Rods, Reels and Rainbows

Catching Rainbows

A happy angler shows off a rainbow trout caught in a Dallas-area community fishing lake stocked annually by TPWD.

This is Passport to Texas

It’s the holiday season; and we recommend celebrating with rods, reels and rainbows. Rainbow trout, that is.

We do winter stockings when the water temperatures permit it, to provide an opportunity for anglers to catch trout in Texas. It’s a species of fish that anglers wouldn’t catch otherwise, so we stock them, and we intend them all to be caught out during the season.

Carl Kittle (kitl) is a biologist with Inland Fisheries. He says thanks to abundant rainfall throughout most of the state, there’s plenty of access to stock lakes and ponds.

This year, things are pretty well back to normal. Looks like our normal level of stocking will happen.

The agency will stock more than 290-thousand rainbow trout in about 150 sites statewide.

We publish a schedule on the Texas Parks and Wildlife Department webpage. Look for the winter trout stocking link.

Carl Kittle says we stock rainbows in winter because these fish cannot survive our hot summers. So, when you reel one in this winter, take it home and eat it.

We have two trout recipes at

The Sport fish restoration program supports our series and helps to fund rainbow trout stocking in Texas…

We record our series at The Block House in Austin, Texas and Joel Block engineers our program.

For Texas Parks and Wildlife…I’m Cecilia Nasti.

For convenience (or when you need to prepare something the kiddos will eat) fish sticks and canned tuna can save the day. However, when you can slow down and take a little extra time – and it really doesn’t take that much more time, but it tastes like it – excite the taste buds of family and friends with the savory goodness of well-prepared fresh fish. It’s sure to make a splash.

Whole Cooked Trout Italiana
Recipe by Cecilia Nasti
Prep & Cooking time: 30 minutes or less
Serves 2

Annual winter rainbow trout stocking runs December through early March statewide. They’re fun to catch and make great table fare.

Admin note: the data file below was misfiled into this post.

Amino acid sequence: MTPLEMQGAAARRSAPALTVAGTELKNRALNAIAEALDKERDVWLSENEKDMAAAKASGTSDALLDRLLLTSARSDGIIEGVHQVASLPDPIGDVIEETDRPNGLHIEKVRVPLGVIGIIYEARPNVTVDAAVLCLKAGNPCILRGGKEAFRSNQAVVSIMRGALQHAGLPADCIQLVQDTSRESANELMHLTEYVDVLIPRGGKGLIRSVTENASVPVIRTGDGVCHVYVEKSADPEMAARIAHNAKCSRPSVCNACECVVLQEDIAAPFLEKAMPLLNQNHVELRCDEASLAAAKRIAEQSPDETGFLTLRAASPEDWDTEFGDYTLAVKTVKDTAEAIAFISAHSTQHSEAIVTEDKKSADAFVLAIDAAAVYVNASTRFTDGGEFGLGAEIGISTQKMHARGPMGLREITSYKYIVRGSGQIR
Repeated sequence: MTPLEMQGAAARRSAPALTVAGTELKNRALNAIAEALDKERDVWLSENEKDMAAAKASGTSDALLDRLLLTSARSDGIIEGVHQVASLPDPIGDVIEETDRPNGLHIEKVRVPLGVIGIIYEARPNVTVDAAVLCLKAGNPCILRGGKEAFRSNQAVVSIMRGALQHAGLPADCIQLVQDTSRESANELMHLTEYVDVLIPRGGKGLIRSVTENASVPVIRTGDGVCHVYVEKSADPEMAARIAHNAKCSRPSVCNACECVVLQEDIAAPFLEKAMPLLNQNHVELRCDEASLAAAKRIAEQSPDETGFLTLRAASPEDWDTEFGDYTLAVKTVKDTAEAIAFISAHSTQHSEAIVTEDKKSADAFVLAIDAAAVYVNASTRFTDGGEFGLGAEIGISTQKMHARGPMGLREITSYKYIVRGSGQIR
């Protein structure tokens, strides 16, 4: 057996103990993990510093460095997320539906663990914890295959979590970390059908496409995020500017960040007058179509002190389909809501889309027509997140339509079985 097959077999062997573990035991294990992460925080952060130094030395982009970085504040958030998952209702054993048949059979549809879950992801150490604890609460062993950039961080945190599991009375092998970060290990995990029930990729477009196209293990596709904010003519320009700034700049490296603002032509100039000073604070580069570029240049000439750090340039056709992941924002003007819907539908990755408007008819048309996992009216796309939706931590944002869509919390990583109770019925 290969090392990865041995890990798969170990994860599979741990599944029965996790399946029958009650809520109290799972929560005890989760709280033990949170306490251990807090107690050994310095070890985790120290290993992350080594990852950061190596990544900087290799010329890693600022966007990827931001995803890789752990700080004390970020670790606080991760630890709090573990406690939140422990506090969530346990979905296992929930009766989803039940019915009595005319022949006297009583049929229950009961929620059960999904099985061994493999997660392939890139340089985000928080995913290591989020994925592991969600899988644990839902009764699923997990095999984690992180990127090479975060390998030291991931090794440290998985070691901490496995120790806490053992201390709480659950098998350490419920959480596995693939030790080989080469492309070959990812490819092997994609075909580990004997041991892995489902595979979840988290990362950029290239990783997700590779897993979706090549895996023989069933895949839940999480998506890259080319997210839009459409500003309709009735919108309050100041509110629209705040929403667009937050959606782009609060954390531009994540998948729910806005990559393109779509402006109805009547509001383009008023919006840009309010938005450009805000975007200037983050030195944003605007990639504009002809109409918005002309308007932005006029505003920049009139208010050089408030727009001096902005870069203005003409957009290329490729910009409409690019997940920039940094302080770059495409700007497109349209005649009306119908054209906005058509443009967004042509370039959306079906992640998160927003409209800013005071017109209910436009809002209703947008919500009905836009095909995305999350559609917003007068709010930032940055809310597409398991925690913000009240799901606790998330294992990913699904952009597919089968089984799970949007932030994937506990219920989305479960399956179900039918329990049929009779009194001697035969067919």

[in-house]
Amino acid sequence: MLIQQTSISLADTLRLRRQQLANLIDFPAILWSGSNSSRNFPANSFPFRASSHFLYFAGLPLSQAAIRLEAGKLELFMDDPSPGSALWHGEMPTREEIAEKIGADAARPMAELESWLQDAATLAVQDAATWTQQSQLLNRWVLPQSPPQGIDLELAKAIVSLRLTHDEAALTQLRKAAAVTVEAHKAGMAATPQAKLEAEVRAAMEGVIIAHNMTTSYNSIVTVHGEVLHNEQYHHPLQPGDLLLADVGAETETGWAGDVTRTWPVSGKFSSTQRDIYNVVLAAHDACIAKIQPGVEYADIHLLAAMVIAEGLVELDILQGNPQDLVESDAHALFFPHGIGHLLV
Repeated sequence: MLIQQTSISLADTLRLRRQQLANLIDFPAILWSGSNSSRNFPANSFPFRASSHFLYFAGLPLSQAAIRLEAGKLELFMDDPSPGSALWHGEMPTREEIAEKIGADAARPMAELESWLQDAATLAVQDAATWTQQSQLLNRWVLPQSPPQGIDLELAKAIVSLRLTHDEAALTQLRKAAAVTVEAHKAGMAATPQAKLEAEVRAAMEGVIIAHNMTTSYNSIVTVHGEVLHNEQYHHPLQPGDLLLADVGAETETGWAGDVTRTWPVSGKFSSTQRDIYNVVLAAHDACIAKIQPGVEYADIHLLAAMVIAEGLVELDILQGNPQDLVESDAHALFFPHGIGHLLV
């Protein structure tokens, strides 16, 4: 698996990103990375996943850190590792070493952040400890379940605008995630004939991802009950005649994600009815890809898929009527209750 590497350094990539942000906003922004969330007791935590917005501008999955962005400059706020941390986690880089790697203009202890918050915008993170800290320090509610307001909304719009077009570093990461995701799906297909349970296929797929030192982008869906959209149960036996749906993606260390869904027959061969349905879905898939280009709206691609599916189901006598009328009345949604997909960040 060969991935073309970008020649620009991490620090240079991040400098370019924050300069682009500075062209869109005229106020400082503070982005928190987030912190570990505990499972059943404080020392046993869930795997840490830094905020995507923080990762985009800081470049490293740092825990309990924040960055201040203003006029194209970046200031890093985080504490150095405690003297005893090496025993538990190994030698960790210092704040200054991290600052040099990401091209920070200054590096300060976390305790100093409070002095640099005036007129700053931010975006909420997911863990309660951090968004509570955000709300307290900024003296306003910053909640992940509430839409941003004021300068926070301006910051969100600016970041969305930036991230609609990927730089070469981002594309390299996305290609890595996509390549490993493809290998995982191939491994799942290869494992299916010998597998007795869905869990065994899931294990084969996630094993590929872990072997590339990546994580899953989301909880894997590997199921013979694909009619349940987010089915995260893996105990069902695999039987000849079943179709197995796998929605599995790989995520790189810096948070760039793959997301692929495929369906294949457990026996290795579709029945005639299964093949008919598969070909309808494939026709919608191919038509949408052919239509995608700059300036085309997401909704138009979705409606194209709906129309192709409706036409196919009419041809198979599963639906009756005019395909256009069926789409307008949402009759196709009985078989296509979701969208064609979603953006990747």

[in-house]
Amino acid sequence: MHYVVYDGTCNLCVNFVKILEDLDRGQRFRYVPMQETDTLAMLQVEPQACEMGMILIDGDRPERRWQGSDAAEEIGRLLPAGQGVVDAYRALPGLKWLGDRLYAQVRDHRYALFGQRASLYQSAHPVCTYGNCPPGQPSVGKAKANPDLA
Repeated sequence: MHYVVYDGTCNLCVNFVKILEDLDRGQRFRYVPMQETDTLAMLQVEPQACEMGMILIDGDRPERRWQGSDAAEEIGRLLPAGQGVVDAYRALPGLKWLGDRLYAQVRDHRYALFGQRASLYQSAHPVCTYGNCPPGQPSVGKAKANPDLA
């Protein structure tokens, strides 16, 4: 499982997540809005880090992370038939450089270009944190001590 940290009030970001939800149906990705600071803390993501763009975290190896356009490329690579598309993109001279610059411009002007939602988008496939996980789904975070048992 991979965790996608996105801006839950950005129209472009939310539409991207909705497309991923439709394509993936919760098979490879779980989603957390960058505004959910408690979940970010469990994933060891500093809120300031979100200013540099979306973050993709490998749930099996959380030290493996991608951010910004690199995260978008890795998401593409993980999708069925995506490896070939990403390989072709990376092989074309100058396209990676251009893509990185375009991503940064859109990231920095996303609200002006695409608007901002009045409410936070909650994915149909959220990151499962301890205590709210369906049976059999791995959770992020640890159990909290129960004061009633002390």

• 3 tablespoons olive oil
• 1 clove garlic, minced
• 1/4 teaspoon dried oregano, crushed
• 1/4 teaspoon dried rosemary, crushed
• 1.5 tablespoons red wine vinegar
• 1/4 teaspoon sea salt or Kosher salt
• Pinch red pepper flakes (optional)
• 2 whole, one-pound rainbow trout, cleaned, heads on
• 1 large lemon cut into wedges
• 1/4 cup fresh Italian flat leaf parsley, chopped

1. Heat the broiler.
2. In a small saucepan, combine the oil, garlic and dried herbs; simmer over low heat, about 2-3 minutes. This will marry the flavors. Be mindful not to burn the garlic otherwise the oil may taste slightly bitter.
3. Remove the oil and herb mixture from the heat and stir in the vinegar, half the salt, and a pinch of red pepper flakes.
4. Place the whole trout on the broiler pan and sprinkled each, inside and out, with the remaining salt.
5. With a pastry brush, apply the oil, herb and vinegar mixture onto the fish, both inside and out.
6. Broil the fish about 5-inches from the heat source for 4-5 minutes on one side, before gently turning it to other side and cooking an additional 2-3 minutes until just done; an instant read thermometer inserted into the fleshiest part of the fish should register 120-degrees Fahrenheit.
7. Brush the hot fish with some of the remaining oil, herb and vinegar mixture.

8. Plate and whole fish; sprinkle with chopped Italian flat leaf parsley, and serve with lemon wedges. Serve hot.
This dish would pair well with a winter salad of arugula, thin-sliced red onion, shaved fennel bulb, Texas Ruby Red grapefruit sections, Texas pecans, shaved parmesan cheese, and simple vinaigrette.

Baked trout.

Trout with Mexican Mint Marigold. Photo by Beth Pav.

Casa Pav Rainbow Trout with Mexican Mint Marigold
Recipe by Mike and Beth Pav

• 1lb or 1 filet (side w/skin) of trout, de-boned
• 1-2 teaspoons of extra-virgin olive oil
• 1 teaspoons of kosher salt
• 1/2 teaspoons of freshly ground pepper
• 2 tablespoons of Mexican Mint Marigold leaves, rough chop
• Several Mexican Mint Marigold flowers for garnish

1. Preheat Oven 400
2. Place parchment paper on a 1/2 sheet pan.
3. Gently place the trout on top of the parchment paper, skin-side down.
4. Drizzle olive oil over entire trout.
5. Sprinkle salt and pepper over the entire trout.
6. With your fingers, softly rub olive oil, salt and pepper into the flesh of the fish.
7. Rinse & dry hands.
8. Sprinkle the rough chopped Mexican Mint Marigold leaves over the entire fish.
9. Gently place the Mexican Mint Marigold flowers in a line down the center of the filet, from tip to tail.
10. Place in over for up to 15 minutes.
Serve immediately.

Hints & Tips

• You may substitute tarragon for Mexican Mint Marigold.
• The yellow flowers do turn brown when roasted. So keep some aside to garnish the trout when done.

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